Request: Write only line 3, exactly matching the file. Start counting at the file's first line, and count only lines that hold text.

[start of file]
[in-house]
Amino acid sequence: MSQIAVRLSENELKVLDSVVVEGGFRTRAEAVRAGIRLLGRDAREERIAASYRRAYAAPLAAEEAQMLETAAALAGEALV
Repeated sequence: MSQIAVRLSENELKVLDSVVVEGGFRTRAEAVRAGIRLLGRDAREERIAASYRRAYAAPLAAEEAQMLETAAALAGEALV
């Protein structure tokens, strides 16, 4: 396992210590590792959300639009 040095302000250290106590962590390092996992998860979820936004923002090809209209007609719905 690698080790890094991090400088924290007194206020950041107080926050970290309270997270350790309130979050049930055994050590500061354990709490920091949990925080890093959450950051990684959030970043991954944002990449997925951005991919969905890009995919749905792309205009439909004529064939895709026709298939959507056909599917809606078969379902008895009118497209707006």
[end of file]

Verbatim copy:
Repeated sequence: MSQIAVRLSENELKVLDSVVVEGGFRTRAEAVRAGIRLLGRDAREERIAASYRRAYAAPLAAEEAQMLETAAALAGEALV